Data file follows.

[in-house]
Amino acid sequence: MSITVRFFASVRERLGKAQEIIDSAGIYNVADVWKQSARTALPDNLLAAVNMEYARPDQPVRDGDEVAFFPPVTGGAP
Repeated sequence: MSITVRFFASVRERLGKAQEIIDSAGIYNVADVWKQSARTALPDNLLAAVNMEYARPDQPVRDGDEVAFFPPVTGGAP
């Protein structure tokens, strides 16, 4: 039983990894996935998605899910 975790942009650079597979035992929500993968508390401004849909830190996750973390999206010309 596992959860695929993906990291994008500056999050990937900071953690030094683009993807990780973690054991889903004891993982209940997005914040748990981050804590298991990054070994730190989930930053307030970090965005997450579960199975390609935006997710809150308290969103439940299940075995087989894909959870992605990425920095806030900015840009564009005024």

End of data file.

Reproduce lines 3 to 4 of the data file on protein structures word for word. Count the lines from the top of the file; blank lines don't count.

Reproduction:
Repeated sequence: MSITVRFFASVRERLGKAQEIIDSAGIYNVADVWKQSARTALPDNLLAAVNMEYARPDQPVRDGDEVAFFPPVTGGAP
């Protein structure tokens, strides 16, 4: 039983990894996935998605899910 975790942009650079597979035992929500993968508390401004849909830190996750973390999206010309 596992959860695929993906990291994008500056999050990937900071953690030094683009993807990780973690054991889903004891993982209940997005914040748990981050804590298991990054070994730190989930930053307030970090965005997450579960199975390609935006997710809150308290969103439940299940075995087989894909959870992605990425920095806030900015840009564009005024």